My main focus is The Symphony, but also like shorter orchestral works, piano sonatas and concertos, and some string quartets.
    Some of my favorite pianists I would also like to mention-Claudio Arrau, Vladimir Horowitz, Artur Schnabel and Walter Gieseking.
    Other favorite composers are Richard Strauss, Gustav Mahler, Beethoven, Hector Berlioz and Frederick Delius.
    Nice post! I'm actually trying the 9th Symphony from Bruckner from one of our used CD's in the store right now. I'm also not a HUGE classical fan but really love some symphonies, especially stuff like Dvorak's 9th. Also really like Holst's Planets.
    A modern-day classical(?) composer that I really like is Iceland's Johann Johannsson, especially his "Fordlandia" release which is based on Henry Ford's failed attempts to run a rubber manufacturing plant/city in the Brazilian rainforest. Very moody and moving, perhaps similar to some Arvo Part's work without the choral aspect.
    We are the grandchildren of apes, not angels
    But only we are gifted with the eyes to see
    On days without FEAR, when our heads are clear
    That angels, we could be
    (Marillion 2016)

  20. #70
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    Quote Originally Posted by Birdy View Post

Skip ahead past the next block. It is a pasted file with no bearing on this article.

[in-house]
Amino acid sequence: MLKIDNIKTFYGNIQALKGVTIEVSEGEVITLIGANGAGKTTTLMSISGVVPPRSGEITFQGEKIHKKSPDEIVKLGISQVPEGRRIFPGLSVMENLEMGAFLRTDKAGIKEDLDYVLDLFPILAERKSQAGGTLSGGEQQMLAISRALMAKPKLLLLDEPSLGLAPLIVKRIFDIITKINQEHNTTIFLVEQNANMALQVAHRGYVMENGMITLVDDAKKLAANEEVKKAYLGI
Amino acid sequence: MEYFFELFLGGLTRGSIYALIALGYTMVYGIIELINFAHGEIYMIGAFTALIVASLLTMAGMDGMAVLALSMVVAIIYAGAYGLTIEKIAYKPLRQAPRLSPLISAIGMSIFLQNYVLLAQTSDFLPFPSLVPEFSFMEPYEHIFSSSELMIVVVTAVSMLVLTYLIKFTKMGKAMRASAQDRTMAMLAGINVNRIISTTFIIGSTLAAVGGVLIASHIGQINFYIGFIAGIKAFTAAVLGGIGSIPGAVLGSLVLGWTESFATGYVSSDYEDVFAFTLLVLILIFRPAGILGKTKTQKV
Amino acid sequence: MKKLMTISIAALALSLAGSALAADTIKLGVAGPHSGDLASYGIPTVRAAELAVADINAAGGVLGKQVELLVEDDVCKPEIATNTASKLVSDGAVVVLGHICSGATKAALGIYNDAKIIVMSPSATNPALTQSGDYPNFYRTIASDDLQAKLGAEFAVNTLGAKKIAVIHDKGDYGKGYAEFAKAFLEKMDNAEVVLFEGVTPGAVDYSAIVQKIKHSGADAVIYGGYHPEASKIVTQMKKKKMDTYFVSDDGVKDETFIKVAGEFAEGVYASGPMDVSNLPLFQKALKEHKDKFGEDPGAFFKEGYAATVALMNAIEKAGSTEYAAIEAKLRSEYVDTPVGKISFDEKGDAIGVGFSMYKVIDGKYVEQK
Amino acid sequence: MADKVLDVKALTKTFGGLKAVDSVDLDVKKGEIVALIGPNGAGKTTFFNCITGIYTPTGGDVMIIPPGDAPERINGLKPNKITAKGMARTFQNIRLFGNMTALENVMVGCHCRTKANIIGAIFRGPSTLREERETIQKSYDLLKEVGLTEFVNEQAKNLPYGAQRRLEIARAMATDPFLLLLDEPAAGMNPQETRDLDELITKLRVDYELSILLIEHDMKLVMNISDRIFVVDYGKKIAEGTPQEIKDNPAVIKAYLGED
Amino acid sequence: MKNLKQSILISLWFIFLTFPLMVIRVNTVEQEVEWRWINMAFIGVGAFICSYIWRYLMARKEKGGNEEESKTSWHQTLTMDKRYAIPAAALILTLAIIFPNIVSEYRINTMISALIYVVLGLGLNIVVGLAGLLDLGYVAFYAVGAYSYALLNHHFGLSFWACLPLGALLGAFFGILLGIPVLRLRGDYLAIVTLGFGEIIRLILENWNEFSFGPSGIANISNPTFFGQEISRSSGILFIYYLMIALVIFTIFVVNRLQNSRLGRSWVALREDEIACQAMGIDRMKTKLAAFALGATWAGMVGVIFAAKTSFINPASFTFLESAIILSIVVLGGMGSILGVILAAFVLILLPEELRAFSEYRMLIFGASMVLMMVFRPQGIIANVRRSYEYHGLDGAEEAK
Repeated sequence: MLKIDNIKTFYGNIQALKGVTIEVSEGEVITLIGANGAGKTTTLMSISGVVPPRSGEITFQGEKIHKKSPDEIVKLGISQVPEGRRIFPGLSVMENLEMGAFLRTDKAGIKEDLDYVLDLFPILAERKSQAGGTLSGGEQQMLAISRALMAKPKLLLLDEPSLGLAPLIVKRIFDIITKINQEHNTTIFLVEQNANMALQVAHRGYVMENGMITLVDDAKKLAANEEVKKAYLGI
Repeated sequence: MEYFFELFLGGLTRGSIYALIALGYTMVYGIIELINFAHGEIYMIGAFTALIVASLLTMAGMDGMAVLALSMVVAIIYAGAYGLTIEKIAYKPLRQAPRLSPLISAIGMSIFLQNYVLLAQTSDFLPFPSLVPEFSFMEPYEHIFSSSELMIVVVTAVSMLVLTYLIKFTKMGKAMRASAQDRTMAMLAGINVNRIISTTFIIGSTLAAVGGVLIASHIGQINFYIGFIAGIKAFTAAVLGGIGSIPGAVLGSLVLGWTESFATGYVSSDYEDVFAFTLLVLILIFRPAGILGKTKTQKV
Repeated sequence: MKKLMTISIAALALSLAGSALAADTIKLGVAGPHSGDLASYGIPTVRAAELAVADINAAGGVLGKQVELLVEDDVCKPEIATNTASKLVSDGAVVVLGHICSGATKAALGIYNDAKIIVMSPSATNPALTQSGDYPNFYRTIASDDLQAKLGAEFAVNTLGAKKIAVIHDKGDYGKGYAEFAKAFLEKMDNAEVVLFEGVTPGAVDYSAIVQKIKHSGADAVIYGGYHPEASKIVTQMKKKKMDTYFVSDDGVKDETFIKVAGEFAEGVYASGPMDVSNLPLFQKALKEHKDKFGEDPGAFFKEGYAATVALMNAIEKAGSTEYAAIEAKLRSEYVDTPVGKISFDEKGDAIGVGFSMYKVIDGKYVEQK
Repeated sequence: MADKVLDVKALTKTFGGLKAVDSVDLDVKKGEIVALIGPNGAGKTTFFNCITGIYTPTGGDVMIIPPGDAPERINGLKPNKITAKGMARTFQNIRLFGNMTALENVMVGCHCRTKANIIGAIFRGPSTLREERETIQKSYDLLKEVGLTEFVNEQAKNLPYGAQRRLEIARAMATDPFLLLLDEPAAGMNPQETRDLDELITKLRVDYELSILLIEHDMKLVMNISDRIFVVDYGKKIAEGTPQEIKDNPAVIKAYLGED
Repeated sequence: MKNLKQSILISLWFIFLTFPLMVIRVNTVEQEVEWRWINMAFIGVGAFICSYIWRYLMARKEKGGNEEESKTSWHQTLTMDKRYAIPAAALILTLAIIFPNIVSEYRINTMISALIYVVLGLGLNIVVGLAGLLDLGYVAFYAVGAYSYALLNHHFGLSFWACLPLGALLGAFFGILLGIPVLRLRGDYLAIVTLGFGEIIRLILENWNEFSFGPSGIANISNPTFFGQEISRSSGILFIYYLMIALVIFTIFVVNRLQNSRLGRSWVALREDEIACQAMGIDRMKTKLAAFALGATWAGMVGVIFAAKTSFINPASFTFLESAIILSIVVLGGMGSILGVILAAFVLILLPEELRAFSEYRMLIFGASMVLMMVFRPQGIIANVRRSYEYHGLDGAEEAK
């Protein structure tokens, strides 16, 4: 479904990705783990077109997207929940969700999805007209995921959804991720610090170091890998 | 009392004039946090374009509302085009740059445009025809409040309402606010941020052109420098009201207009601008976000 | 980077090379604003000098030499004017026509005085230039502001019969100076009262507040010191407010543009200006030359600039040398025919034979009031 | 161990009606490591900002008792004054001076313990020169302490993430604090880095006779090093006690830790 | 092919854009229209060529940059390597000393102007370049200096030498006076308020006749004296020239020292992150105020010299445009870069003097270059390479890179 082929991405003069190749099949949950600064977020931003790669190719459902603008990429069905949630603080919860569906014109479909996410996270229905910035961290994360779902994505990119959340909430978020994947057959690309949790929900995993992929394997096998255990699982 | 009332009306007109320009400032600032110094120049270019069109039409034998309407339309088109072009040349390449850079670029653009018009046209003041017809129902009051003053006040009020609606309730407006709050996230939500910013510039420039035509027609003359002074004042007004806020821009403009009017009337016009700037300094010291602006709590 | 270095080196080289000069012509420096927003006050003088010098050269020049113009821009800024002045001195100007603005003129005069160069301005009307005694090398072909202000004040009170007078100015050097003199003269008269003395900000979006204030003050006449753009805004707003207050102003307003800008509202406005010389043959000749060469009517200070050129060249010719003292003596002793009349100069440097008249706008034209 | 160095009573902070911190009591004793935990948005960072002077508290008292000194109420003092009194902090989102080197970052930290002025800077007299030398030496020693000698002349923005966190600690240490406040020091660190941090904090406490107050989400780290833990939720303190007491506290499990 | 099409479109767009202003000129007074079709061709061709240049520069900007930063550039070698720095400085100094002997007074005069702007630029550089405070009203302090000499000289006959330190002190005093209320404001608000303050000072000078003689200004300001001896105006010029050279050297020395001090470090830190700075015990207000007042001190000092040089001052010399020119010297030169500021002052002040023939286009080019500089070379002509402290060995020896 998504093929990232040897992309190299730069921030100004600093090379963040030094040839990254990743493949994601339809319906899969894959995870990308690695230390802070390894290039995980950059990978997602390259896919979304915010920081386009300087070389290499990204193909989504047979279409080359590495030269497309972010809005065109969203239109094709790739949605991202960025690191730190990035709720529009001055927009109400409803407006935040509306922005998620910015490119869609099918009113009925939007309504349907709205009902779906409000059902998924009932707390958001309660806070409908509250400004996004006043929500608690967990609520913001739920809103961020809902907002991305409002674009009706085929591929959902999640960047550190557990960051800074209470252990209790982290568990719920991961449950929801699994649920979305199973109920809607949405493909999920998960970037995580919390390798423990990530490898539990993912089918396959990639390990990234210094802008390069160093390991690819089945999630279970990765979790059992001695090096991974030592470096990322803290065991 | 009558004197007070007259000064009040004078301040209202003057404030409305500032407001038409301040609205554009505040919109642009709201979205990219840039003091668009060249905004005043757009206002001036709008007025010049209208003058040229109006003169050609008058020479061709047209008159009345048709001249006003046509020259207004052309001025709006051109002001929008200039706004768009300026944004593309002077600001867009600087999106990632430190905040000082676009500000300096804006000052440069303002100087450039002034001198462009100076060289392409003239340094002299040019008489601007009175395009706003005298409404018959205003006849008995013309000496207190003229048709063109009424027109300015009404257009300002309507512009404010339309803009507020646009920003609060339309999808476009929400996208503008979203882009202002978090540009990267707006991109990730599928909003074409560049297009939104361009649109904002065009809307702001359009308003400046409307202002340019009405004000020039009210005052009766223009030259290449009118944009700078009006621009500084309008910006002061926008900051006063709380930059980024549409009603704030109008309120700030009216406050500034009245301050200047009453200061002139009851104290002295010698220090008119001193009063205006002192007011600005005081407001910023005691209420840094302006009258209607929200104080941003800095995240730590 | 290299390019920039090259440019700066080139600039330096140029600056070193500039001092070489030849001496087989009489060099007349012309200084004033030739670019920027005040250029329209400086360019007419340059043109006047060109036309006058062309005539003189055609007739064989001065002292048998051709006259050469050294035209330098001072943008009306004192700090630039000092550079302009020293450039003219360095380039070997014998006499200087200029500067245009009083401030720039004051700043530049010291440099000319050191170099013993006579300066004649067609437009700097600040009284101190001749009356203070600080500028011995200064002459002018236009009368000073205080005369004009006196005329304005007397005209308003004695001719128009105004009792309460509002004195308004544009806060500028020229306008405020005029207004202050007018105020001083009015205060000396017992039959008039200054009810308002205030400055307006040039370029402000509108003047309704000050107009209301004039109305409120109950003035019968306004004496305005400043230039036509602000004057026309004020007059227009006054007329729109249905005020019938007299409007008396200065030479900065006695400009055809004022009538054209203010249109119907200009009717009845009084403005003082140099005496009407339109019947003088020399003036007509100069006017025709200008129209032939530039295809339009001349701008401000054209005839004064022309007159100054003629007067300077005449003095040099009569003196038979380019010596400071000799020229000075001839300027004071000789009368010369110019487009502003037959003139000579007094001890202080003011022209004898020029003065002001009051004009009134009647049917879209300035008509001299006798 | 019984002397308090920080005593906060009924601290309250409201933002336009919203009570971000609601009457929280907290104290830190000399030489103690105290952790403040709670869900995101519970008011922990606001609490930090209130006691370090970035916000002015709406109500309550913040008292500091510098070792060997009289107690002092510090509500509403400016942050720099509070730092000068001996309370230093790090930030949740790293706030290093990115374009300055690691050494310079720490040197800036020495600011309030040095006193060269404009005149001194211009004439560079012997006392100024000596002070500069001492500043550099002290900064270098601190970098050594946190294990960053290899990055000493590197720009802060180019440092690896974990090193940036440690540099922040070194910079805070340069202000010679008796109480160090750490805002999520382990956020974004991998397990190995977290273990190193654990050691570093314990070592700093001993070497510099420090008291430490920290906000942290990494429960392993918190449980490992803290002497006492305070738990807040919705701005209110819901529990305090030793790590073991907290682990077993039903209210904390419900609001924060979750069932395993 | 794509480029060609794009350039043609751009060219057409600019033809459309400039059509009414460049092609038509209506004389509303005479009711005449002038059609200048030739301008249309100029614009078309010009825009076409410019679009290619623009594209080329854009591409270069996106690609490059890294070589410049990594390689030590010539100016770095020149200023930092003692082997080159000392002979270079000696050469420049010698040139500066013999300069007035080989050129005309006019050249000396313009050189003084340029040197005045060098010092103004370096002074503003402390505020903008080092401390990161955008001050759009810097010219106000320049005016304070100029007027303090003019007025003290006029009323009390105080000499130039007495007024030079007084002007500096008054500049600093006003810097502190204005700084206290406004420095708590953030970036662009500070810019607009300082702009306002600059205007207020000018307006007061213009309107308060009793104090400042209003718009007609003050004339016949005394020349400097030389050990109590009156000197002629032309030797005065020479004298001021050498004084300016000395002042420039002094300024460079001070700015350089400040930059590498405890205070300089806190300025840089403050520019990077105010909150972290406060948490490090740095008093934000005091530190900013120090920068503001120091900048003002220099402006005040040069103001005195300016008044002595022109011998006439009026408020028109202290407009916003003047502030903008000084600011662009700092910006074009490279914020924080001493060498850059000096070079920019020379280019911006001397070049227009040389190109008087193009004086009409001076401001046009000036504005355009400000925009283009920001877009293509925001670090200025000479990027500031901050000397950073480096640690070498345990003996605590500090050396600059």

A modern-day classical(?) composer that I really like is Iceland's Johann Johannsson, especially his "Fordlandia" release which is based on Henry Ford's failed attempts to run a rubber manufacturing plant/city in the Brazilian rainforest. Very moody and moving, perhaps similar to some Arvo Part's work without the choral aspect.
    Great album! I also like The Miners' Hymns a lot:

  21. #71
    Member Rick Robson's Avatar
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    Wilhelm Furtwangler is today my favourite Bruckner conductor, particularly his interpretations of the 5th and 8th symphonies - besides having the most powerfully emotional (almost melodramatic) and spiritual approach at the same breath, he marvellously times those bursting moments of release from the usually deeply dramatic and dark atmosphere of the Bruckner symphonies. There are other Bruckner interpretations I love too, like Knappertsbusch's and Karajan's. My taste doesn't match though with other well regarded approaches which are spiritual but not sentimental, intellectual and not emotional.
    "Beethoven can write music, thank God, but he can do nothing else on earth. ". Ludwig van Beethoven

  22. #72
    Progga mogrooves's Avatar
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    Michael: "Harold, don't you have any other music, you know, from [last] century?"